Selling a New Way of Looking Into Rocks
FEI is a maker of high-powered microscopes whose growth plan in exploration and production includes building a service company. A significant part of the plan opened recently in Houston, a digital rock imaging center in the heart of the energy technology center on the city’s west side.
It is the third such center for FEI’s USD 30 million a year natural resources division, which covers oil and gas as well as other mineralogy and geoscience users. About half of those revenues come from rock testing, which is needed in an industry where many companies rely on third-party testing, said Don Kania, chief executive officer of FEI. The rest of its revenues come from sales of equipment and software, which benefit from what it learns working with customers. Its other digital rock testing centers are in Trondheim, Norway, and Canberra, Australia, which are the homes of two companies acquired to build the business.
The Houston operation has grown in a year from a seven-person sales office into a standalone building with 28 workers and room for more. The location down the street from a Saudi Aramco’s research center puts FEI in front of its largest potential group of customers. One of its challenges is the wide range of professionals whose needs it must understand and address.
“We need to get closer to the customer. That matters in this space,” Kania said, adding that it needs to connect with a wide range of industry experts to make inroads in the oil business.
FEI’s goal is to popularize rock imaging methods now used by early technology adopters. It sees the service as an essential step in building a deep understanding of reservoir analysis, and offer evidence of its ability to measure the properties of unconventional rock that traditional analysis cannot.
“It is a disruptive technology in a fairly conservative market. We are working with early adopters,” said Rudy Kellner, vice president of the industry group for FEI. The strategy is to use it to show details that otherwise cannot be observed and “let our results do the talking,” he said.
This makes FEI both a supplier and a competitor in advanced rock testing against companies such as Schlumberger and Weatherford.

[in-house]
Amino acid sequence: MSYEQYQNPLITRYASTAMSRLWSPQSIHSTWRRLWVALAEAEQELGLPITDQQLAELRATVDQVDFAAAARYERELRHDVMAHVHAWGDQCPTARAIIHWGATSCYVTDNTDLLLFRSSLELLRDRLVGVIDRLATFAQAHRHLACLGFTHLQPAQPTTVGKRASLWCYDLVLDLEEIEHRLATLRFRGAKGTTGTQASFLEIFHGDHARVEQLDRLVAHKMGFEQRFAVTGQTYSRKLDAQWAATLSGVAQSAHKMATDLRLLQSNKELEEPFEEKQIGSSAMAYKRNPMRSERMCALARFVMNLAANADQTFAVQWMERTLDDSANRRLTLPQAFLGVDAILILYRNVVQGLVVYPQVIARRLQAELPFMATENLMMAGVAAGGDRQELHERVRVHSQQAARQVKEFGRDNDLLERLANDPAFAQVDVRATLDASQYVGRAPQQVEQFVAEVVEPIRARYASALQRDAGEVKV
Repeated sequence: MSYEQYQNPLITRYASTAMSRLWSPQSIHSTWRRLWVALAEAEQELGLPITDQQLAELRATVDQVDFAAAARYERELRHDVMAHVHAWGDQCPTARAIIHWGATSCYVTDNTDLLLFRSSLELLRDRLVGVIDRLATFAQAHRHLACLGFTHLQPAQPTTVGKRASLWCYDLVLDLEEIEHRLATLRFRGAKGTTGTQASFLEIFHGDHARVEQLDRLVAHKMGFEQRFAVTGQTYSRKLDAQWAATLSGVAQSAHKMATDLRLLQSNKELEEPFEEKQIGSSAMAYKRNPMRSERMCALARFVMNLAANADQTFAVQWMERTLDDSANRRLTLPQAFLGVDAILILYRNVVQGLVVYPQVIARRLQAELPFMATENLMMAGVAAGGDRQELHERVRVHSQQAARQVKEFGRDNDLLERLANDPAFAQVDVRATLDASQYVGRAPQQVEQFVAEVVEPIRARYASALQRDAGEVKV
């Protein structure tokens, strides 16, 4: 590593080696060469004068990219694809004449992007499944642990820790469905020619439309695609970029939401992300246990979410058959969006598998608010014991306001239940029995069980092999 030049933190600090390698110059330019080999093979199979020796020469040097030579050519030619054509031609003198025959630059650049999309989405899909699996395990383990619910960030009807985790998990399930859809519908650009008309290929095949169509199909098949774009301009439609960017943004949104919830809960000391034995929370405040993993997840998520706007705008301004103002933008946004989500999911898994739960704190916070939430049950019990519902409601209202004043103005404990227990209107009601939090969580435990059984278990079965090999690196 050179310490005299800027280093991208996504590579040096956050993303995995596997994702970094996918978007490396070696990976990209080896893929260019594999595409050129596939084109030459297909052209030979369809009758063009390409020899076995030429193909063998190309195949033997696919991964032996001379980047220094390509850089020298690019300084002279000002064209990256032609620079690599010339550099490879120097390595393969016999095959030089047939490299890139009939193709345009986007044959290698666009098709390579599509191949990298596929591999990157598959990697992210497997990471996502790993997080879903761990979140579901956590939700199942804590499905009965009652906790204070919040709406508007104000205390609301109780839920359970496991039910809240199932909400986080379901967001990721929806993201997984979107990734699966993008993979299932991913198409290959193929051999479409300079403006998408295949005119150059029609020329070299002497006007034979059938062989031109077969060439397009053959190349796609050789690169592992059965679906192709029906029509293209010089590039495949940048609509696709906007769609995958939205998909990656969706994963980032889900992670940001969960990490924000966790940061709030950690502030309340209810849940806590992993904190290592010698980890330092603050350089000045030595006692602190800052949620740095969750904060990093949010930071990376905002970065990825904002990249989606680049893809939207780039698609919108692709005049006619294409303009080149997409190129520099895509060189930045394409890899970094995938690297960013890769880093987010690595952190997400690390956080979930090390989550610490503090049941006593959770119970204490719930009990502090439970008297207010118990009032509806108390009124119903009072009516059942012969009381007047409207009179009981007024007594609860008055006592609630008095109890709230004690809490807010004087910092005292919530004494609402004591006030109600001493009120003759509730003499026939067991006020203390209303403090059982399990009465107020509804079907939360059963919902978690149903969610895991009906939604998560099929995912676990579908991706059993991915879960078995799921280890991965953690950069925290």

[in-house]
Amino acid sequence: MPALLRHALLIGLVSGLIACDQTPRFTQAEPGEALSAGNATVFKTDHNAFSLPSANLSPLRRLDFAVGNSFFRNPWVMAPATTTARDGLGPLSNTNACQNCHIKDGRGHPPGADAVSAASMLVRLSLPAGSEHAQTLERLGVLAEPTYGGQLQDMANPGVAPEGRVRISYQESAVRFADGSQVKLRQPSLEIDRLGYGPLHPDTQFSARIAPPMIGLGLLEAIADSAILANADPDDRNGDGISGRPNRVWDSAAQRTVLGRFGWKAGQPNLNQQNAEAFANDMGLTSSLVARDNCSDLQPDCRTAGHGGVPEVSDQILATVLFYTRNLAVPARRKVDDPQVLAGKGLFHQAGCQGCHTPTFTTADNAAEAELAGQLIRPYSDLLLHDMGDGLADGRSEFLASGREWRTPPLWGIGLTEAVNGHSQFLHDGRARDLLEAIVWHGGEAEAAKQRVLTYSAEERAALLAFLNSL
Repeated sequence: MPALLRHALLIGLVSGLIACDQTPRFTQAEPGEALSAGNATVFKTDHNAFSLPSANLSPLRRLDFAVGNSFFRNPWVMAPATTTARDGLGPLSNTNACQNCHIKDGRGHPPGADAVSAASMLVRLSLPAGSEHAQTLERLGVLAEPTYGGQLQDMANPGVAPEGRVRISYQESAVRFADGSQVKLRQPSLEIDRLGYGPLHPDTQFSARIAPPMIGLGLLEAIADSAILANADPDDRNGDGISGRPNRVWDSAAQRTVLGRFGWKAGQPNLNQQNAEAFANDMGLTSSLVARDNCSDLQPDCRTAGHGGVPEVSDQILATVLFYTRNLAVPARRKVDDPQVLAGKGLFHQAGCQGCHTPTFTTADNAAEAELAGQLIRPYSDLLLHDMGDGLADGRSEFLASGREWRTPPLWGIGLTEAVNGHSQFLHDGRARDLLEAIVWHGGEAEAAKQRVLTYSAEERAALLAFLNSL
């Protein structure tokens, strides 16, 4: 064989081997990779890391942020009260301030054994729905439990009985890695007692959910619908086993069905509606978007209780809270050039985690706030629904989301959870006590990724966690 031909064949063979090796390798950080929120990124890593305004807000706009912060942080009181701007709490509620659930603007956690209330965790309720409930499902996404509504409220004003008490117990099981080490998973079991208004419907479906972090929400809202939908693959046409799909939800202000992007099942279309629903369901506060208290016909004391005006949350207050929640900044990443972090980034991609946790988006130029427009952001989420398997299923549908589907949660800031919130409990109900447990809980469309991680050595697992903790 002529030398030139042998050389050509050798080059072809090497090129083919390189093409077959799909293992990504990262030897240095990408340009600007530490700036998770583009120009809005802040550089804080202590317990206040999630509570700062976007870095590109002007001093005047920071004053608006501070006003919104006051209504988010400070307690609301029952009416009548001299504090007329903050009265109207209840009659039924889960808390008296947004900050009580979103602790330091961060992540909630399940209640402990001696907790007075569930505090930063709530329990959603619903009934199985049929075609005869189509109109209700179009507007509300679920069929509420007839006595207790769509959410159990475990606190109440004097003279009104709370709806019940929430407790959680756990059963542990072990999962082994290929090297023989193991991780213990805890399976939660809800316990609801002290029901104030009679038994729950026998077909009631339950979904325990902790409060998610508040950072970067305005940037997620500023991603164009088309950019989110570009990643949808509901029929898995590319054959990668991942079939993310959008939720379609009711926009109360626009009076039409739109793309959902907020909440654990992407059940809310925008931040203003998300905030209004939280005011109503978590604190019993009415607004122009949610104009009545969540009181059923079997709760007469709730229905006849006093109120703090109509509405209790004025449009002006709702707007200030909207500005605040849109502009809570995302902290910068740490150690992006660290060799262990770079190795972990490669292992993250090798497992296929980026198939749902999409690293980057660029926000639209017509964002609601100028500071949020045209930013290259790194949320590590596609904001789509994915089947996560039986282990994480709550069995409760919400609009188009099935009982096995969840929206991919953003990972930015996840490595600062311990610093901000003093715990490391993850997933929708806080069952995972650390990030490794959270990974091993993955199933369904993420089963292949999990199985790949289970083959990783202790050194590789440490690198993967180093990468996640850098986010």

Much of FEI’s business has been built on carbonate and shale formations. In the Middle East, where it manages laboratories for two national oil companies researching enhanced oil recovery, Kellner said a major question is: “The larger pores have produced. How can I get the smaller pores to produce?”
In the US, Kellner said a primary concern is “how to build smarter completions.” To help answer that question, the company is imaging rock samples gathered from producing reservoirs to look for evidence of changes that could reduce production, such as the buildup of fine particles from crushed proppant.
The service business is built on collaborations with pioneers in the field, including Statoil, the Australian National University, and the University of Oklahoma.
The template for this costly, long-term effort comes from other FEI units that have followed a similar path from academia to industry. FEI hopes to build an oil and gas industry segment that rivals its presence in electronics, which is has about 10 times the revenues of its natural resources unit.
FEI’s testing offers:
- A 3D inventory of samples measured in inches is done by a micro computed tomography scanner (micro-CT).
- The tiniest features found on the smallest rock samples are imaged using a device known as a FIB-SEM, which combines a focused ion beam (FIB) to slice ultra smooth faces on rock samples that allow a scanning electron microscope (SEM) to accurately show the smallest features.
- The mineral makeup of the rock is mapped using a chemical analyzer called a Qemscan, to create a 3D map that can be precisely integrated with the images created by the other devices.
The opening was used to introduce FEI’s new micro-CT scanner called the HeliScan. It is built to more precisely map features, which is needed to pick locations for imaging at smaller scales, and then scale up those observations to the reservoir level.
Selling a New Way of Looking Into Rocks
Stephen Rassenfoss, JPT Emerging Technology Senior Editor
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